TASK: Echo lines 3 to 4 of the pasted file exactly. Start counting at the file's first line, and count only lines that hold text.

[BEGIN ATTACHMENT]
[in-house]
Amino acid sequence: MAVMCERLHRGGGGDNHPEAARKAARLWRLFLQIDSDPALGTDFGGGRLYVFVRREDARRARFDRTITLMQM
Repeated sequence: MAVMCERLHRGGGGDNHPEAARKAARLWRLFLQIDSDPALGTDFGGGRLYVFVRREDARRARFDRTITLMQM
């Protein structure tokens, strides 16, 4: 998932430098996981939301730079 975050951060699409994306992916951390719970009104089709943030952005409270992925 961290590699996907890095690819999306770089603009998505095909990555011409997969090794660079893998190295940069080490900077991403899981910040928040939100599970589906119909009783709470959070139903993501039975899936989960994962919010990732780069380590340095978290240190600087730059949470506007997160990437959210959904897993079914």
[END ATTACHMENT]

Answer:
Repeated sequence: MAVMCERLHRGGGGDNHPEAARKAARLWRLFLQIDSDPALGTDFGGGRLYVFVRREDARRARFDRTITLMQM
């Protein structure tokens, strides 16, 4: 998932430098996981939301730079 975050951060699409994306992916951390719970009104089709943030952005409270992925 961290590699996907890095690819999306770089603009998505095909990555011409997969090794660079893998190295940069080490900077991403899981910040928040939100599970589906119909009783709470959070139903993501039975899936989960994962919010990732780069380590340095978290240190600087730059949470506007997160990437959210959904897993079914």